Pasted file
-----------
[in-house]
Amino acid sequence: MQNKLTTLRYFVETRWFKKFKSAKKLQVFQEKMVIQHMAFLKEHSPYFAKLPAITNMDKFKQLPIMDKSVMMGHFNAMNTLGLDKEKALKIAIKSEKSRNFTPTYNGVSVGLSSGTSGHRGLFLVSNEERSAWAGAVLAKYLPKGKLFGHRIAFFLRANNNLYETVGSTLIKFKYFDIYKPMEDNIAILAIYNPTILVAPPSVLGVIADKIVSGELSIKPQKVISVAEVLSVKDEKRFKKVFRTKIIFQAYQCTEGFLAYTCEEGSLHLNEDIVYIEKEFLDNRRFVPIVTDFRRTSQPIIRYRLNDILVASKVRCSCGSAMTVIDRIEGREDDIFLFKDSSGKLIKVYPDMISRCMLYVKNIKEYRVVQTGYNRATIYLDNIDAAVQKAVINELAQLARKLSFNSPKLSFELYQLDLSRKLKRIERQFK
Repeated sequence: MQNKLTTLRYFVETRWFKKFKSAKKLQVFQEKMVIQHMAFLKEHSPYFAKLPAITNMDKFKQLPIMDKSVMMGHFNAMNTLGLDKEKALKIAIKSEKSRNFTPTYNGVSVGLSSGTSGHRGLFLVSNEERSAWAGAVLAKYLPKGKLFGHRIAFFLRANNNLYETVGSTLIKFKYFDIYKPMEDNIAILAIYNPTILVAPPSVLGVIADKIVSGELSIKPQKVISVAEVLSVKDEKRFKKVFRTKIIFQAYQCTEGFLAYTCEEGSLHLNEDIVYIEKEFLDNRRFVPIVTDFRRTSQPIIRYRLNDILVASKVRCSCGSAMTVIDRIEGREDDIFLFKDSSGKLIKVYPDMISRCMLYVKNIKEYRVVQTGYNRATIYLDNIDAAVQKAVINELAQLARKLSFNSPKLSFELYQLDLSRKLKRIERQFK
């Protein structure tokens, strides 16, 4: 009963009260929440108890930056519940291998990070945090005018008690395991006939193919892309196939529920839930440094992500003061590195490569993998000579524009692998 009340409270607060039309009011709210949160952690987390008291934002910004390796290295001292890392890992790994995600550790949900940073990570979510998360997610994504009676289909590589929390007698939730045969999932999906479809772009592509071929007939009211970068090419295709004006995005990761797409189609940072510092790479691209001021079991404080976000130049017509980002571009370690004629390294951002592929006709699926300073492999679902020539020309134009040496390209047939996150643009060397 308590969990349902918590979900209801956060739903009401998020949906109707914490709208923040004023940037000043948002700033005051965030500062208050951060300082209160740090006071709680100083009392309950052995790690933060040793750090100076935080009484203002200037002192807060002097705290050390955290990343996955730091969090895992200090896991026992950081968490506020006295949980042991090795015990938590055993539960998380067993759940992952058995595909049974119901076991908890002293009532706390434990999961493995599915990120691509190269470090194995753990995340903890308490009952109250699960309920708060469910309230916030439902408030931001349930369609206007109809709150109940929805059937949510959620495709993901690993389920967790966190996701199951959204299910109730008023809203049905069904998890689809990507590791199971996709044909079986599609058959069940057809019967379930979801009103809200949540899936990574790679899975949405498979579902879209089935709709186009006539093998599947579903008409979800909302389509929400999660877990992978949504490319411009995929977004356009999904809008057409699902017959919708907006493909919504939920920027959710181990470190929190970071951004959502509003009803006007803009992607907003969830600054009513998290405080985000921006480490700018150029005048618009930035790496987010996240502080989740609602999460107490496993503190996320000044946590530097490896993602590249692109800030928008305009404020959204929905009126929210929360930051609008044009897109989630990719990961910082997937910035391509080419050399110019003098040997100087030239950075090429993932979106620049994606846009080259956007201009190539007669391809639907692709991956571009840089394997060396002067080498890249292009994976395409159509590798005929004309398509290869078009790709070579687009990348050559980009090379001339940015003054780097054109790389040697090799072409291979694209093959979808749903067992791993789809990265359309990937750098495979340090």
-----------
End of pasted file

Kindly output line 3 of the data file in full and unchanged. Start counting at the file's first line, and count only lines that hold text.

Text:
Repeated sequence: MQNKLTTLRYFVETRWFKKFKSAKKLQVFQEKMVIQHMAFLKEHSPYFAKLPAITNMDKFKQLPIMDKSVMMGHFNAMNTLGLDKEKALKIAIKSEKSRNFTPTYNGVSVGLSSGTSGHRGLFLVSNEERSAWAGAVLAKYLPKGKLFGHRIAFFLRANNNLYETVGSTLIKFKYFDIYKPMEDNIAILAIYNPTILVAPPSVLGVIADKIVSGELSIKPQKVISVAEVLSVKDEKRFKKVFRTKIIFQAYQCTEGFLAYTCEEGSLHLNEDIVYIEKEFLDNRRFVPIVTDFRRTSQPIIRYRLNDILVASKVRCSCGSAMTVIDRIEGREDDIFLFKDSSGKLIKVYPDMISRCMLYVKNIKEYRVVQTGYNRATIYLDNIDAAVQKAVINELAQLARKLSFNSPKLSFELYQLDLSRKLKRIERQFK